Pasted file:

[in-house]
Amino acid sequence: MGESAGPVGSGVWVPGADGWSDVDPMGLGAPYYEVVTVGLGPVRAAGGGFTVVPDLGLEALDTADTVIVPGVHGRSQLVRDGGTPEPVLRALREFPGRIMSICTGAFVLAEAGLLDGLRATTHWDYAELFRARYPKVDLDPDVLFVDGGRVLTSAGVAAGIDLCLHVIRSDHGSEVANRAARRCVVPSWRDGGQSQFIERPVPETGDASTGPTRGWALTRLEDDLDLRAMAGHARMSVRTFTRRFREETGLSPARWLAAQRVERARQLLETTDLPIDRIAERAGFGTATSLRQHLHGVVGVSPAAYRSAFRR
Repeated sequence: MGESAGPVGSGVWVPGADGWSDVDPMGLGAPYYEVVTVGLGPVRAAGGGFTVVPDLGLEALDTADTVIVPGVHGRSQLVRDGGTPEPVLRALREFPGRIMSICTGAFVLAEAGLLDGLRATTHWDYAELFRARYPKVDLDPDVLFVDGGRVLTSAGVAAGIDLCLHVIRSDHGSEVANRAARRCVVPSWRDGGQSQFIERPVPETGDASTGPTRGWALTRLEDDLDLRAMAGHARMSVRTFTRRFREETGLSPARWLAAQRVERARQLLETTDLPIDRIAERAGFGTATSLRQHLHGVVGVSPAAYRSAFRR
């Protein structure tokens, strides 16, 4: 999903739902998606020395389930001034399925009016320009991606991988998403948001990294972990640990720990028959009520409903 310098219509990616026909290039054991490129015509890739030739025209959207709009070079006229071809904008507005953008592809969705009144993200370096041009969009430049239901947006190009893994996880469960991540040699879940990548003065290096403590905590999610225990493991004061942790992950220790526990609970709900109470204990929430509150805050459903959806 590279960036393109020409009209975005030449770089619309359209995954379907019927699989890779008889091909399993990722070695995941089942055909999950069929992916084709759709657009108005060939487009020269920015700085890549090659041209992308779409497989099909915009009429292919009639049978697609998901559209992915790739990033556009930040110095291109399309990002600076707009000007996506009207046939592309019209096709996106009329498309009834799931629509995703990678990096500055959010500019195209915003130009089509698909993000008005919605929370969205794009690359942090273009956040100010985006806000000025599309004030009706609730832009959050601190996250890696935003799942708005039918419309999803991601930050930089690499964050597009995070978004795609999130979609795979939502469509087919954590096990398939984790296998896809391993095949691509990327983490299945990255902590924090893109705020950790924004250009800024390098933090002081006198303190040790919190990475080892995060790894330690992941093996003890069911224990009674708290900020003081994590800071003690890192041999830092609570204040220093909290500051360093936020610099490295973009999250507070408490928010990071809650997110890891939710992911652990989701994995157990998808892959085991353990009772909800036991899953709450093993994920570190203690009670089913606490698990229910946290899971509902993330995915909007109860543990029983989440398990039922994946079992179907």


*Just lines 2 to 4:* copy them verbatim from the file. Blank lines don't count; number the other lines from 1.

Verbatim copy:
Amino acid sequence: MGESAGPVGSGVWVPGADGWSDVDPMGLGAPYYEVVTVGLGPVRAAGGGFTVVPDLGLEALDTADTVIVPGVHGRSQLVRDGGTPEPVLRALREFPGRIMSICTGAFVLAEAGLLDGLRATTHWDYAELFRARYPKVDLDPDVLFVDGGRVLTSAGVAAGIDLCLHVIRSDHGSEVANRAARRCVVPSWRDGGQSQFIERPVPETGDASTGPTRGWALTRLEDDLDLRAMAGHARMSVRTFTRRFREETGLSPARWLAAQRVERARQLLETTDLPIDRIAERAGFGTATSLRQHLHGVVGVSPAAYRSAFRR
Repeated sequence: MGESAGPVGSGVWVPGADGWSDVDPMGLGAPYYEVVTVGLGPVRAAGGGFTVVPDLGLEALDTADTVIVPGVHGRSQLVRDGGTPEPVLRALREFPGRIMSICTGAFVLAEAGLLDGLRATTHWDYAELFRARYPKVDLDPDVLFVDGGRVLTSAGVAAGIDLCLHVIRSDHGSEVANRAARRCVVPSWRDGGQSQFIERPVPETGDASTGPTRGWALTRLEDDLDLRAMAGHARMSVRTFTRRFREETGLSPARWLAAQRVERARQLLETTDLPIDRIAERAGFGTATSLRQHLHGVVGVSPAAYRSAFRR
């Protein structure tokens, strides 16, 4: 999903739902998606020395389930001034399925009016320009991606991988998403948001990294972990640990720990028959009520409903 310098219509990616026909290039054991490129015509890739030739025209959207709009070079006229071809904008507005953008592809969705009144993200370096041009969009430049239901947006190009893994996880469960991540040699879940990548003065290096403590905590999610225990493991004061942790992950220790526990609970709900109470204990929430509150805050459903959806 590279960036393109020409009209975005030449770089619309359209995954379907019927699989890779008889091909399993990722070695995941089942055909999950069929992916084709759709657009108005060939487009020269920015700085890549090659041209992308779409497989099909915009009429292919009639049978697609998901559209992915790739990033556009930040110095291109399309990002600076707009000007996506009207046939592309019209096709996106009329498309009834799931629509995703990678990096500055959010500019195209915003130009089509698909993000008005919605929370969205794009690359942090273009956040100010985006806000000025599309004030009706609730832009959050601190996250890696935003799942708005039918419309999803991601930050930089690499964050597009995070978004795609999130979609795979939502469509087919954590096990398939984790296998896809391993095949691509990327983490299945990255902590924090893109705020950790924004250009800024390098933090002081006198303190040790919190990475080892995060790894330690992941093996003890069911224990009674708290900020003081994590800071003690890192041999830092609570204040220093909290500051360093936020610099490295973009999250507070408490928010990071809650997110890891939710992911652990989701994995157990998808892959085991353990009772909800036991899953709450093993994920570190203690009670089913606490698990229910946290899971509902993330995915909007109860543990029983989440398990039922994946079992179907």